UCL Mathematical & Physical Sciences


UCL and Japan strengthen links in big data science

25 November 2014

Big data symposium

The UK and Japan are forging new links in the field of big data. As part of this developing strategic partnership, a delegation of leading Japanese data scientists visited the UK last week. In their schedule of meetings with UK universities, government institutions and companies, they spent a day at UCL's Big Data Institute, to discuss possible areas of future collaboration.

The growing power of computing technologies and the emergence of very large datasets mean that data science is a growing area. A diverse range of UCL researchers have interests in this field, ranging from statisticians and astrophysicists to computer scientists.

Launched in December 2013, UCL's Big Data Institute focuses on addressing the challenges faced by researchers as they work with these complex data sets.

The Japanese delegation included representatives from the University of Tokyo, the National Institute of Informatics and the communications company NTT. UCL was represented by academics including Patrick Wolfe (executive director of the BDI), Anthony Finkelstein (Dean of Engineering) and Ofer Lahav (Vice-Dean of Mathematical & Physical Sciences).

In the meeting, the delegates discussed ways in which UCL and Japan can develop future scientific collaborations. Delegates agreed to identify areas of overlapping research interest and to seek sources of funding to sustain and develop collaborations. UCL staff will visit Japan in the coming months to further entrench the relationship.

UCL has been closely involved with Japan for longer than any other British university. The first Japanese students to study at a Western university, known as the Choshu Five, enrolled at UCL in 1863. Among their number was Ito Hirobumi, who later became his country's first Prime Minister. More recent UCL-Japan links include Junichiro Koizumi (prime minister from 2001 to 2006), who studied at UCL in the 1960s, and UCL's close collaboration with JAXA, the Japanese space agency, on the Hinode solar observation satellite.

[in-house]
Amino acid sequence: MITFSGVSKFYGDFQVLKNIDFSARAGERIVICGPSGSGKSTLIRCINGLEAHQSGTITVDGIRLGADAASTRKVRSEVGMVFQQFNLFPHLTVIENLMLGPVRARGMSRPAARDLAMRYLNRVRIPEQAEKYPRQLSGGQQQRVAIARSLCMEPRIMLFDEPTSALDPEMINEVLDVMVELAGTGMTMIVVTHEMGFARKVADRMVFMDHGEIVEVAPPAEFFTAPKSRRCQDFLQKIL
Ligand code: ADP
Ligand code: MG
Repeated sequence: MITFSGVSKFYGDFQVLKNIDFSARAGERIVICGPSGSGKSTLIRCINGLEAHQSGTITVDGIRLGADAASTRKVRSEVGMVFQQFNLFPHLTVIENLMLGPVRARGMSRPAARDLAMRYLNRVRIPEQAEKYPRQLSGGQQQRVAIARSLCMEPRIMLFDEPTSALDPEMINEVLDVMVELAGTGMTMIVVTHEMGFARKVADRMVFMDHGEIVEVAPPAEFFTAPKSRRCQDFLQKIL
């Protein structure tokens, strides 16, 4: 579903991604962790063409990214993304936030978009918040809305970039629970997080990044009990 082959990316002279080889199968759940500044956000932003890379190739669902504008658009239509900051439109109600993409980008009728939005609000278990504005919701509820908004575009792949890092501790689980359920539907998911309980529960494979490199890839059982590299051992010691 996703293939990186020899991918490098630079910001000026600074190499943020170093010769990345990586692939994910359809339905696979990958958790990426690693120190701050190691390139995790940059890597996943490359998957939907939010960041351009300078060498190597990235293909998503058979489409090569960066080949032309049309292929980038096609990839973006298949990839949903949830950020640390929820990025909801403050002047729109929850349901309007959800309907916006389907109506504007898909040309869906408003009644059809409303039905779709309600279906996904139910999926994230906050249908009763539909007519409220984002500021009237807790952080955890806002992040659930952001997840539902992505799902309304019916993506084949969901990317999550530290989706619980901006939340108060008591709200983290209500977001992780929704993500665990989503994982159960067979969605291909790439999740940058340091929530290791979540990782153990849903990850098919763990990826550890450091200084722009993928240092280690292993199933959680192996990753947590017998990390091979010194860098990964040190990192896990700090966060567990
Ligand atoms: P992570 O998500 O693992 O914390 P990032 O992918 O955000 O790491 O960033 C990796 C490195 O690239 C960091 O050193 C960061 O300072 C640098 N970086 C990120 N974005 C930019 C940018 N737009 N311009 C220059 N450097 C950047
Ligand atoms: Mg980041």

UCL's speakers were

  • Patrick Wolfe - Professor of Statistics and Executive Director of the Big Data Institute
  • Sofia Olhede - Professor of Statistics and Scientific Director of the Big Data Institute
  • Anthony Finkelstein - Dean of Engineering
  • Ofer Lahav - Vice-Dean (Research) of Mathematical & Physical Sciences and Professor of Astronomy
  • John Shawe-Taylor - Head of the Department of Computer Science
  • Nikolaos Konstantinidis - Professor of Physics
  • Dr Kit Wong - Reader in Wireless Communications
  • Dr James Cheshire - Lecturer in Quantitative Human Geography

Also attending were Dr Christian Alis and Dr Ricardo Silva.

The Japanese delegation consisted of

  • Prof Ken-ichi Kawarabayashi - Research Director, Global research Centre for Big Data Mathematics, PO JST ERATO project, National Institute of Informatics
  • Prof Hiroshi Nakagawa - The University of Tokyo
  • Dr Naonori Ueda - NTT Communications Research Centre
  • Prof Ichiro Satoh - National Institute of Informatics
  • Prof Takashi Washio - Osaka University

The delegation was led by Seiichi Asano, Senior Science Officer at the British Embassy in Tokyo.

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